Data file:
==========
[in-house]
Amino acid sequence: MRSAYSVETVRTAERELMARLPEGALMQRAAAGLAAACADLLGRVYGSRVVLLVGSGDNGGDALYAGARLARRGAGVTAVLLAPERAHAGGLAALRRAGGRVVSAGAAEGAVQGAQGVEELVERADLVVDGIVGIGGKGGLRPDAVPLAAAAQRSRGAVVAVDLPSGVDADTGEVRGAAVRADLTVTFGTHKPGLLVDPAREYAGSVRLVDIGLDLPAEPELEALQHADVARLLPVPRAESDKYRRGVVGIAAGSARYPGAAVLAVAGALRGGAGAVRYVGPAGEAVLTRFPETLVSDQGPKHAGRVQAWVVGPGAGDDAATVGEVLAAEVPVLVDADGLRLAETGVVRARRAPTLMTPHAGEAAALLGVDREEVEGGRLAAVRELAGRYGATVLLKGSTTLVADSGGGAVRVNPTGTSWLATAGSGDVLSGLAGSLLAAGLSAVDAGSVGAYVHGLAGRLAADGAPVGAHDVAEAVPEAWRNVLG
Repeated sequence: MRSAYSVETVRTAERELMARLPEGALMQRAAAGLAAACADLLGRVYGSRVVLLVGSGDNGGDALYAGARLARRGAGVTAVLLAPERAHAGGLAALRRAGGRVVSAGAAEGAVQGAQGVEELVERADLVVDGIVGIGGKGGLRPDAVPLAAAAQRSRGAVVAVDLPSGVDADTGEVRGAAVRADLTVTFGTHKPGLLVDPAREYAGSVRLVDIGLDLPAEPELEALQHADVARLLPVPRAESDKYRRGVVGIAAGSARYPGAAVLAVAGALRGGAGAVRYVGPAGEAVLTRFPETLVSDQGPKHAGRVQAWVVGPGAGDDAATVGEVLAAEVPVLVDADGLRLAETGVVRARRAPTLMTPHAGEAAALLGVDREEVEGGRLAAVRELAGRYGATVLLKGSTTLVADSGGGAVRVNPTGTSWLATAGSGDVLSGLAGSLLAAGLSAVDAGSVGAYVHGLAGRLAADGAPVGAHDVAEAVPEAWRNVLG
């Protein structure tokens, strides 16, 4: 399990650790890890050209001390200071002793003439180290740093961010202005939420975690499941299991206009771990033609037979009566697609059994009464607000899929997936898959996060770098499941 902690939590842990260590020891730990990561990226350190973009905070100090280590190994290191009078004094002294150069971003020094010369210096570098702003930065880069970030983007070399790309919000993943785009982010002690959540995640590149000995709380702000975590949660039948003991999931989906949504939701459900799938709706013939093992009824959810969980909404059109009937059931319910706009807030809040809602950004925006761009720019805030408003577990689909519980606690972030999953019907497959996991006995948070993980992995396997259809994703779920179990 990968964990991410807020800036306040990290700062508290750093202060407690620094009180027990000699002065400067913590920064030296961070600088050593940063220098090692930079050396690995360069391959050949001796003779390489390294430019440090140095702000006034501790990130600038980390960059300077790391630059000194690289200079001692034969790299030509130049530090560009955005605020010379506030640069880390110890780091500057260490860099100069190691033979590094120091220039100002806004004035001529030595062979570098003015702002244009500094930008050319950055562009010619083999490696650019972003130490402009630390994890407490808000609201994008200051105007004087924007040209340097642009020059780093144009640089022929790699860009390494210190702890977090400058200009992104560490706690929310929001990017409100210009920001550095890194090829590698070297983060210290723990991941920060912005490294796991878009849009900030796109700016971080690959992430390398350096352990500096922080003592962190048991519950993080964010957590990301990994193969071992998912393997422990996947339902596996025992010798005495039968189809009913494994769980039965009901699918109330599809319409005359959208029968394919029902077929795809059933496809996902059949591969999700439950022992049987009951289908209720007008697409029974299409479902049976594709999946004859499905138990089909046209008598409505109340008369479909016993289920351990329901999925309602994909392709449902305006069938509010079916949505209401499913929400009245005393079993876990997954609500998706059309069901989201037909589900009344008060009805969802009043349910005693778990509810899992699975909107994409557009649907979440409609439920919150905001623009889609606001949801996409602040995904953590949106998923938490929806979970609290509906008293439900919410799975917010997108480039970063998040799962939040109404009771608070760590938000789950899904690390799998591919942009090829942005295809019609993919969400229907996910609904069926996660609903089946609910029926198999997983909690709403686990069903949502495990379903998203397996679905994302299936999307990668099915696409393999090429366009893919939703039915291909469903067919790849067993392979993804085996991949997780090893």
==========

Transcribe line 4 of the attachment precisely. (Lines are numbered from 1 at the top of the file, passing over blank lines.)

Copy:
């Protein structure tokens, strides 16, 4: 399990650790890890050209001390200071002793003439180290740093961010202005939420975690499941299991206009771990033609037979009566697609059994009464607000899929997936898959996060770098499941 902690939590842990260590020891730990990561990226350190973009905070100090280590190994290191009078004094002294150069971003020094010369210096570098702003930065880069970030983007070399790309919000993943785009982010002690959540995640590149000995709380702000975590949660039948003991999931989906949504939701459900799938709706013939093992009824959810969980909404059109009937059931319910706009807030809040809602950004925006761009720019805030408003577990689909519980606690972030999953019907497959996991006995948070993980992995396997259809994703779920179990 990968964990991410807020800036306040990290700062508290750093202060407690620094009180027990000699002065400067913590920064030296961070600088050593940063220098090692930079050396690995360069391959050949001796003779390489390294430019440090140095702000006034501790990130600038980390960059300077790391630059000194690289200079001692034969790299030509130049530090560009955005605020010379506030640069880390110890780091500057260490860099100069190691033979590094120091220039100002806004004035001529030595062979570098003015702002244009500094930008050319950055562009010619083999490696650019972003130490402009630390994890407490808000609201994008200051105007004087924007040209340097642009020059780093144009640089022929790699860009390494210190702890977090400058200009992104560490706690929310929001990017409100210009920001550095890194090829590698070297983060210290723990991941920060912005490294796991878009849009900030796109700016971080690959992430390398350096352990500096922080003592962190048991519950993080964010957590990301990994193969071992998912393997422990996947339902596996025992010798005495039968189809009913494994769980039965009901699918109330599809319409005359959208029968394919029902077929795809059933496809996902059949591969999700439950022992049987009951289908209720007008697409029974299409479902049976594709999946004859499905138990089909046209008598409505109340008369479909016993289920351990329901999925309602994909392709449902305006069938509010079916949505209401499913929400009245005393079993876990997954609500998706059309069901989201037909589900009344008060009805969802009043349910005693778990509810899992699975909107994409557009649907979440409609439920919150905001623009889609606001949801996409602040995904953590949106998923938490929806979970609290509906008293439900919410799975917010997108480039970063998040799962939040109404009771608070760590938000789950899904690390799998591919942009090829942005295809019609993919969400229907996910609904069926996660609903089946609910029926198999997983909690709403686990069903949502495990379903998203397996679905994302299936999307990668099915696409393999090429366009893919939703039915291909469903067919790849067993392979993804085996991949997780090893």